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Monday, November 21


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#1 dirac

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Posted 21 November 2011 - 10:10 AM

Reviews of the Royal Ballet.

The Telegraph

For this is a programe that shows – thrillingly, movingly, delightfully – not only where British ballet has been, but also where it is going. The three pieces are sufficiently similar in tone to make it feel like a coherent package, and yet more than varied enough to avoid any repetition. And what is so heartening about this particular tripytch – the generally high quality of the performances aside – is that it suggests a future every bit as rosy as the past.


The Guardian

Asphodel Meadows, his 2010 setting of Poulenc's double piano concerto, is impressive in so many ways: in its flickering, textured interaction between principals and chorus and in its masterly handling of the music's stylistic transitions. Acid to sweet, jazzy to mournful, it would be easy to let Poulenc's argument dominate the choreography. But Scarlett sidesteps the obvious, and instead draws the music into his own world. It's a world of lovers haunted by death and, in the opening cast, the touchstone performance is Leanne Cope in the middle duet: her limbs liquefying in remembered tenderness and hardening with sudden desire.



#2 dirac

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Posted 21 November 2011 - 10:12 AM

A report from New York by Judith Mackrell in The Guardian's blog.

Essentially they couldn't help but make it balletic: injecting a more lyrical flow, a more juicy deliberation to the stretch of the foot or arch of the back; bringing an instinctive tendency to round out each phrase to more regular, recognisable rhythm. Only one couple, Adrienne Schulte and Sean Stewart, had the quality I associate with a pure Cunningham dancer – of seeming to perch lightly, inquisitively, detachedly on the impulse of the dance. But there were others, notably Julie Kent and Jared Matthews, who made me believe in their own version of Merce's style as a credible and lucid alternative.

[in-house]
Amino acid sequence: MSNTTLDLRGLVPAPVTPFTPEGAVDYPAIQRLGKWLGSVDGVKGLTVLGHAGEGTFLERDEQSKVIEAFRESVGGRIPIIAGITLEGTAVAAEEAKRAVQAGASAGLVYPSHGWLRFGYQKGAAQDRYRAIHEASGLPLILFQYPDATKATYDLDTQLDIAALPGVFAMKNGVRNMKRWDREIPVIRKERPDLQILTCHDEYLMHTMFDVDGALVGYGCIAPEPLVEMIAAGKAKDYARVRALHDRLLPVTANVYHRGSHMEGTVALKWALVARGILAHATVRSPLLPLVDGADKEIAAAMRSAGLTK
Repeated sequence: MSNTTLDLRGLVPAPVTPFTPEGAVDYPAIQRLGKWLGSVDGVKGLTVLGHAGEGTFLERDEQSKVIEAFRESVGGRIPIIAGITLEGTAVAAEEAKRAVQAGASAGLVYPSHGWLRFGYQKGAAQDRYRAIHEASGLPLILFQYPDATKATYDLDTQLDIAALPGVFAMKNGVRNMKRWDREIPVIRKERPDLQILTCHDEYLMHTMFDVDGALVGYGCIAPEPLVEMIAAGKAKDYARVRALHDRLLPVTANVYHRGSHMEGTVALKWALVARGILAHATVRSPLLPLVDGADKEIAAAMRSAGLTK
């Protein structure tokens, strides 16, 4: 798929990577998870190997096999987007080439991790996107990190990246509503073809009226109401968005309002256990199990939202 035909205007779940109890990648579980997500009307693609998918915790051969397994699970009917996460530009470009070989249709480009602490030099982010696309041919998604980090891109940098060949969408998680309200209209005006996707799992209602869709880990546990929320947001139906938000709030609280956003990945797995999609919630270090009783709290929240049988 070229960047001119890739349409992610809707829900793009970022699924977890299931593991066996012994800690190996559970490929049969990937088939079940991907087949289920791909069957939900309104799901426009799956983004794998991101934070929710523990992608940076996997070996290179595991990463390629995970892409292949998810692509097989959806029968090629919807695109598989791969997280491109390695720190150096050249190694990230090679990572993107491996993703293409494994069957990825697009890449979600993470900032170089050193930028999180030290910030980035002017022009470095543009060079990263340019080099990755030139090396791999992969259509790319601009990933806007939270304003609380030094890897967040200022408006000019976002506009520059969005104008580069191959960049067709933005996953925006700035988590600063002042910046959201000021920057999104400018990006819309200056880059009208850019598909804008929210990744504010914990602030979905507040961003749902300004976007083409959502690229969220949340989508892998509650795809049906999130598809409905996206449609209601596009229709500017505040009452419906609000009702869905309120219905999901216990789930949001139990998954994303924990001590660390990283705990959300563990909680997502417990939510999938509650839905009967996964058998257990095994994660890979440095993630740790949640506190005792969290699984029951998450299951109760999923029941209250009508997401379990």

Duets set the theme for a programme that was all about variations in coupling and partnering. Twyla Tharp's Known by Heart duet is a duel of wits and erotic powerplay which references boxing and tap and a little bit of street dance along with the ballet. It's a piece that requires two dancers who are equals. Last weekend, however, Gillian Murphy's potent mix of glamour and sass needed something more to play against than the rather inert muscle power of Blaine Hoven. Knowing that Steven McRae had so recently performed on the City Centre stage made me think how well he would suit the role's mix of combativeness, insouciance and devilment.



#3 dirac

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Posted 21 November 2011 - 10:14 AM

Alastair Macaulay writes on choreography, plagiarism, and "borrowing" in The New York Times.